Building Healthy Communities will invest in neighborhoods to nurture healthy New Yorkers.
Lack of physical activity and unhealthy eating are major contributors to obesity and chronic diseases. More than 50 percent of New York City adults are overweight or obese, and 1 in 5 kindergarten students is obese.1
In partnership with residents, Building Healthy Communities will install adult exercise equipment, create pedestrian plazas, provide free exercise classes, and establish paths that encourage walking, running and biking.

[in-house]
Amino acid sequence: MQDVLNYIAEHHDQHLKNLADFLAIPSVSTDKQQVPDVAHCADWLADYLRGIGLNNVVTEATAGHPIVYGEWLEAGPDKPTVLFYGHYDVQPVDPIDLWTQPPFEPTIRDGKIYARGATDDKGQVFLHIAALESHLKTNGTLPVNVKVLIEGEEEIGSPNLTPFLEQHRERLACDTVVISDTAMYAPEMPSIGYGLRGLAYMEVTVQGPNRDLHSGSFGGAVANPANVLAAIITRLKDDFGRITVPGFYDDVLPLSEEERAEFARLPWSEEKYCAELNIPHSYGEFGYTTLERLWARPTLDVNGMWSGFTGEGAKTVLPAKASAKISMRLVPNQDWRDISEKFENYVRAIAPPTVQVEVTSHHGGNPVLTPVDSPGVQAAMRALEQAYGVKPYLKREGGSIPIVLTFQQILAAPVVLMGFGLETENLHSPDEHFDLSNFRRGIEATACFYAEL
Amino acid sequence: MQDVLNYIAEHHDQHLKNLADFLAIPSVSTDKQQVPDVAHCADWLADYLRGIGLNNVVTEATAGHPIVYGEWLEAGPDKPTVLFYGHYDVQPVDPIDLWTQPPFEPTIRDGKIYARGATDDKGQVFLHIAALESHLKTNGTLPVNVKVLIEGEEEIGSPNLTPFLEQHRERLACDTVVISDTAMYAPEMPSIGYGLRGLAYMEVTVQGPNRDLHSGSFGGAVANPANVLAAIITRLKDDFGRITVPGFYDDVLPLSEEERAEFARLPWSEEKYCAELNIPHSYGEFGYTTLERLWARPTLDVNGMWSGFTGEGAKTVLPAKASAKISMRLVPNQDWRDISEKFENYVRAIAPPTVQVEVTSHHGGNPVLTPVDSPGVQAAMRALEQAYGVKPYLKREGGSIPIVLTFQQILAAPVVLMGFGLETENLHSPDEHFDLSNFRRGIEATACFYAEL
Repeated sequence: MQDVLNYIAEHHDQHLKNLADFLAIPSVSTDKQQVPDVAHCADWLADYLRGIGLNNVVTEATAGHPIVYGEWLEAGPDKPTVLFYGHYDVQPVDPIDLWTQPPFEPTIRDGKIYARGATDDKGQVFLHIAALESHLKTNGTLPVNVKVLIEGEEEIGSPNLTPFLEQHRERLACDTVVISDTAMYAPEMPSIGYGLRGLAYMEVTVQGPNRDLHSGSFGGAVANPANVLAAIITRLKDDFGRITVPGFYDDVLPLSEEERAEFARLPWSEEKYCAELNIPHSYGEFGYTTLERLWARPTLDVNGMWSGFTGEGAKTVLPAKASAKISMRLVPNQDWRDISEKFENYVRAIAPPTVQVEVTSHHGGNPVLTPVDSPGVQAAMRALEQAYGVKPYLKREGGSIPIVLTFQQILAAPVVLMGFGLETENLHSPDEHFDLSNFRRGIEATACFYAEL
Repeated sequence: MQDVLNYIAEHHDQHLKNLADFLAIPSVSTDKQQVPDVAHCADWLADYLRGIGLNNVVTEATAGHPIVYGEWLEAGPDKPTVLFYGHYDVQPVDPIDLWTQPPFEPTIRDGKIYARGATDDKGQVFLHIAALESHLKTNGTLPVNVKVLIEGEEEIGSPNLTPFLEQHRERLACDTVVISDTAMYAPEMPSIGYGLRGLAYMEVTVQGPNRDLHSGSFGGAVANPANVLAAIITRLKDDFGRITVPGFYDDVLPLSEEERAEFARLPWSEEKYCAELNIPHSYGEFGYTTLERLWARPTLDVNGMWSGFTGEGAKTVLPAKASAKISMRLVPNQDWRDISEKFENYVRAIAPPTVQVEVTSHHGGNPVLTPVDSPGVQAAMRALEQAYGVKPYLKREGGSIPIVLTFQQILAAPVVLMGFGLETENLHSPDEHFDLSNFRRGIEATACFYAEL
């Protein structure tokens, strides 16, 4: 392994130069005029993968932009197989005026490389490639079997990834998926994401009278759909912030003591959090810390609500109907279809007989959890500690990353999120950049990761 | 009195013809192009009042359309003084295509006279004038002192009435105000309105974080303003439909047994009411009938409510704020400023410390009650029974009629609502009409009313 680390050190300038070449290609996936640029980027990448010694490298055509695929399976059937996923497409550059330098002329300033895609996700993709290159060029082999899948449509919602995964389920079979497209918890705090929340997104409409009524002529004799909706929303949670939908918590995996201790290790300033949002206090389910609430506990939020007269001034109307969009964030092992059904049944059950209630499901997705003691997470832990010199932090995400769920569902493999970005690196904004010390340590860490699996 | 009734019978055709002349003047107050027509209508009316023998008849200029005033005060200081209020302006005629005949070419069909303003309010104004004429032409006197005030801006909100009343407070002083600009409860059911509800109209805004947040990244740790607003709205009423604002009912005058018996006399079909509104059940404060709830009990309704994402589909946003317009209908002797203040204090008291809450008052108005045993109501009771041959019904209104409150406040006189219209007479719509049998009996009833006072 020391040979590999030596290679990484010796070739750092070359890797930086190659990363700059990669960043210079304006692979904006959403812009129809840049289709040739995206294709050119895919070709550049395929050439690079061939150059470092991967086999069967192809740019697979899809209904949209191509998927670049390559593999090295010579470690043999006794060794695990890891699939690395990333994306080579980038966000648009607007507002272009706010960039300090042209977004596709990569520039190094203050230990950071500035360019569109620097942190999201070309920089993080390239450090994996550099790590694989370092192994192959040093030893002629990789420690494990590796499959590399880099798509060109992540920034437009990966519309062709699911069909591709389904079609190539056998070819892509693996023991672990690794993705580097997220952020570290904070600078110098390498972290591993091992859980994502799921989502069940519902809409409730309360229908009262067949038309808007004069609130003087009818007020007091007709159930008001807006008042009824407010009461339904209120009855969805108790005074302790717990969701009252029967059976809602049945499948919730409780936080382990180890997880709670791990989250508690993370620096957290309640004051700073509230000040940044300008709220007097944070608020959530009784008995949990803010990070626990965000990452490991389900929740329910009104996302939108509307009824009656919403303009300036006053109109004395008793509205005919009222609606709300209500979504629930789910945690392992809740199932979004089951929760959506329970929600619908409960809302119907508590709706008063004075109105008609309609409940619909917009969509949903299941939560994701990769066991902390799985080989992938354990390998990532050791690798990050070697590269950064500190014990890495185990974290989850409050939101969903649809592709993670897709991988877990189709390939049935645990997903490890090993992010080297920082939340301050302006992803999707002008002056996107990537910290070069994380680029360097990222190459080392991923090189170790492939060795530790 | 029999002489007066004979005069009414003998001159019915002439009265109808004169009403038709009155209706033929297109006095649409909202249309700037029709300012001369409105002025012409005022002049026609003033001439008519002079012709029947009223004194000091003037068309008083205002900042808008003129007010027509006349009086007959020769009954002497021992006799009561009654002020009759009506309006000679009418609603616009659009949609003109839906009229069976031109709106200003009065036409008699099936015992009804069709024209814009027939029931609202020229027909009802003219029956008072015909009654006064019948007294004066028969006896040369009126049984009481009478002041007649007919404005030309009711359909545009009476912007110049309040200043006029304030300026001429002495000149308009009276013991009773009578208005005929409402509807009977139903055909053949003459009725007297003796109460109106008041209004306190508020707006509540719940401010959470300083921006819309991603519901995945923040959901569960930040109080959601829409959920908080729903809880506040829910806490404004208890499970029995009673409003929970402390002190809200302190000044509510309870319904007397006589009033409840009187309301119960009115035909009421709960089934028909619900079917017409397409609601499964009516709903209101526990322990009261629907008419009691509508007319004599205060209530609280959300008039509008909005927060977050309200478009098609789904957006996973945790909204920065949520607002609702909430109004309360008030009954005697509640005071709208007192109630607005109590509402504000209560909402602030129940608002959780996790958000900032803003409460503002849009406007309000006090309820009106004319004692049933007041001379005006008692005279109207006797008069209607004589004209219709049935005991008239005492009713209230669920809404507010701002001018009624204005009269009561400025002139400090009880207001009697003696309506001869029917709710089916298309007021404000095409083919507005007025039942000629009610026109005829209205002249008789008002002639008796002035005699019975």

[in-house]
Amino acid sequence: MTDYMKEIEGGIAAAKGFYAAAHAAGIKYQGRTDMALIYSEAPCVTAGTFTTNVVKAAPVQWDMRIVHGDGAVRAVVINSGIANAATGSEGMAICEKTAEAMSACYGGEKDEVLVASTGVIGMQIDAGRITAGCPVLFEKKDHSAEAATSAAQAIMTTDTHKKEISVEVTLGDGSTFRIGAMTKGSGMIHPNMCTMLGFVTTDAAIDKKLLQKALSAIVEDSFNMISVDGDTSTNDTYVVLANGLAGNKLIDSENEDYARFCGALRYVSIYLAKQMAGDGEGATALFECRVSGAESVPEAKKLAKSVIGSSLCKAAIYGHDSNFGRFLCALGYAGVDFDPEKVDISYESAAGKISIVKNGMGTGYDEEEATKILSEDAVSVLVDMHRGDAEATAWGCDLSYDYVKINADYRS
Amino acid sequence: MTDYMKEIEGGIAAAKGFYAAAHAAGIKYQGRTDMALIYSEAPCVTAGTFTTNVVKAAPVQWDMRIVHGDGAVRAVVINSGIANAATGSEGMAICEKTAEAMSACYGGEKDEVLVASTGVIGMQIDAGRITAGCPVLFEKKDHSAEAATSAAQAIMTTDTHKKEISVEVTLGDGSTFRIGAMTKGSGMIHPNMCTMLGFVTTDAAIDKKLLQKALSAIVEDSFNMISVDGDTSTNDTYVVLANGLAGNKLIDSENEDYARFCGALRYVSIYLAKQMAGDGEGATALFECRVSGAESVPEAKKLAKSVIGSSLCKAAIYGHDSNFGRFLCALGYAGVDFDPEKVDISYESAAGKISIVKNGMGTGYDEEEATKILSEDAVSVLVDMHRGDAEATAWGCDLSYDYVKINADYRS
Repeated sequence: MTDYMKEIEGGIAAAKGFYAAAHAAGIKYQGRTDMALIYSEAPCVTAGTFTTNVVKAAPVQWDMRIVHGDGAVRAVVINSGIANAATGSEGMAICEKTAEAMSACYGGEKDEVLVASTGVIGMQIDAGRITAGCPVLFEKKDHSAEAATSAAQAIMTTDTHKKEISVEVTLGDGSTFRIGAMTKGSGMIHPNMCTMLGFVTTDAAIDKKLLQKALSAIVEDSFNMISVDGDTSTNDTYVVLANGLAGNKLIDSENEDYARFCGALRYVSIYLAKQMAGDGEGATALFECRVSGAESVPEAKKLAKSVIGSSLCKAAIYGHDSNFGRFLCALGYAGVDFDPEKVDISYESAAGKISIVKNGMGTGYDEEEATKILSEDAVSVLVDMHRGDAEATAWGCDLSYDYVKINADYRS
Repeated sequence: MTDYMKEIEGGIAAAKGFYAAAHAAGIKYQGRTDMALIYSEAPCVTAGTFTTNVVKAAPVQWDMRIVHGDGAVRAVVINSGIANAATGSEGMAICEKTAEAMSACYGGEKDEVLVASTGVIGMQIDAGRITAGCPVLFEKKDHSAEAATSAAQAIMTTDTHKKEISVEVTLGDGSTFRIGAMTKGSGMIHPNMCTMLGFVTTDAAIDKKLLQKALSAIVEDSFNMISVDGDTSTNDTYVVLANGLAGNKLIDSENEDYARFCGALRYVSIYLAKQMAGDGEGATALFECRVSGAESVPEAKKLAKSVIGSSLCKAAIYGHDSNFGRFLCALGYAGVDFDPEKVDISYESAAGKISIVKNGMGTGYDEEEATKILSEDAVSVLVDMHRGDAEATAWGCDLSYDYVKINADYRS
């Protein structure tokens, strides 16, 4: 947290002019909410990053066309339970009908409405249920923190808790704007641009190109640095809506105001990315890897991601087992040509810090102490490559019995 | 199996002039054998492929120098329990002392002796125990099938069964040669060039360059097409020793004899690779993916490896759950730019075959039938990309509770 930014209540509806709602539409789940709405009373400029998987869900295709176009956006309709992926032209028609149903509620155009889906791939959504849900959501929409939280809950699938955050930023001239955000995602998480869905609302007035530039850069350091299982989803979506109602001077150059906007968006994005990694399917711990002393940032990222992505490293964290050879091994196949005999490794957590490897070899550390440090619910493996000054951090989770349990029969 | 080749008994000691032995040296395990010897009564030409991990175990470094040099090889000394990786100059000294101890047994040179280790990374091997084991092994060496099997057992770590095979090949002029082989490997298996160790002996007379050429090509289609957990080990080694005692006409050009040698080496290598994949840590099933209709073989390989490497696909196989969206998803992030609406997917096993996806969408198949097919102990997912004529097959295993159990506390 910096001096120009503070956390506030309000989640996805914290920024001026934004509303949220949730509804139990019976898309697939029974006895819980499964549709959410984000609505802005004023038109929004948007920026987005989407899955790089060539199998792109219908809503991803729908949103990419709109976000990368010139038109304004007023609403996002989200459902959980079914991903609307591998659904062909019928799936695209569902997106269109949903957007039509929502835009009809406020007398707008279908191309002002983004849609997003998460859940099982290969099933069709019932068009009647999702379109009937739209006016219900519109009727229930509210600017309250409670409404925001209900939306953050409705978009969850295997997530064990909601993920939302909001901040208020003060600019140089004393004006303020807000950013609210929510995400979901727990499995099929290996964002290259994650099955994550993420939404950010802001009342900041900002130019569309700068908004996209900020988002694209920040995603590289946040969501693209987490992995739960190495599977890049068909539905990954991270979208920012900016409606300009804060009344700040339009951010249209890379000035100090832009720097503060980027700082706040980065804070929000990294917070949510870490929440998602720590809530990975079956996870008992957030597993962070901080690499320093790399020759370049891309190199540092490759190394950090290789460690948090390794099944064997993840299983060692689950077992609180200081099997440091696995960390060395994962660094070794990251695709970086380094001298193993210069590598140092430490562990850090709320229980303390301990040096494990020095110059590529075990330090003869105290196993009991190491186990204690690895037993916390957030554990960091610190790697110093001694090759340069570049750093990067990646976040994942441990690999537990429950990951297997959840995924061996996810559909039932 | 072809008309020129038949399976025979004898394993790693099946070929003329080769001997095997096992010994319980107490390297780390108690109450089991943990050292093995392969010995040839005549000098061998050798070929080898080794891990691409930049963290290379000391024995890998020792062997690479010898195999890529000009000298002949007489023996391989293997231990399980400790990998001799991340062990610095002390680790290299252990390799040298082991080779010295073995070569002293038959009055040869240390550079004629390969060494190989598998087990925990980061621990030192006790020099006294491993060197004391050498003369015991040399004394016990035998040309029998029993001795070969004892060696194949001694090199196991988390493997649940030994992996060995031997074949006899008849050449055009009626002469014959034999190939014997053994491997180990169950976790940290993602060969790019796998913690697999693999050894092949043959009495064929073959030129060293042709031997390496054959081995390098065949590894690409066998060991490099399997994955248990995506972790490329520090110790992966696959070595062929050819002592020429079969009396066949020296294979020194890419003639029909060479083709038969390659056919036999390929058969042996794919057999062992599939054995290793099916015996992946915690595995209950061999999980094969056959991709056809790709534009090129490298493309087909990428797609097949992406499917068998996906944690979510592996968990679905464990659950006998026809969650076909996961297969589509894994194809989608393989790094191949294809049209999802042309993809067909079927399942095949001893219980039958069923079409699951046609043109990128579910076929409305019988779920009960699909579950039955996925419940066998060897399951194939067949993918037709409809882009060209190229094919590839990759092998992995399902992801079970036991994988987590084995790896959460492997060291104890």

In some high-poverty neighborhoods, only 1 in 10 residents eat the nationally recommended number of servings of fruits and vegetables daily – half the rate of the highest-income neighborhoods.2
Building Healthy Communities will bring together a wide range of partners to build food-producing urban farms, establish farmers markets, support and build community and school gardens to increase access to affordable fresh food.
Children of parents who report anxiety about neighborhood safety get less exercise. Studies have shown that adolescent girls living near high-crime areas participate in less outdoor physical activity.3
Building Healthy Communities will redesign public spaces with public safety in mind, including installing lighting and cameras and extending hours of community centers.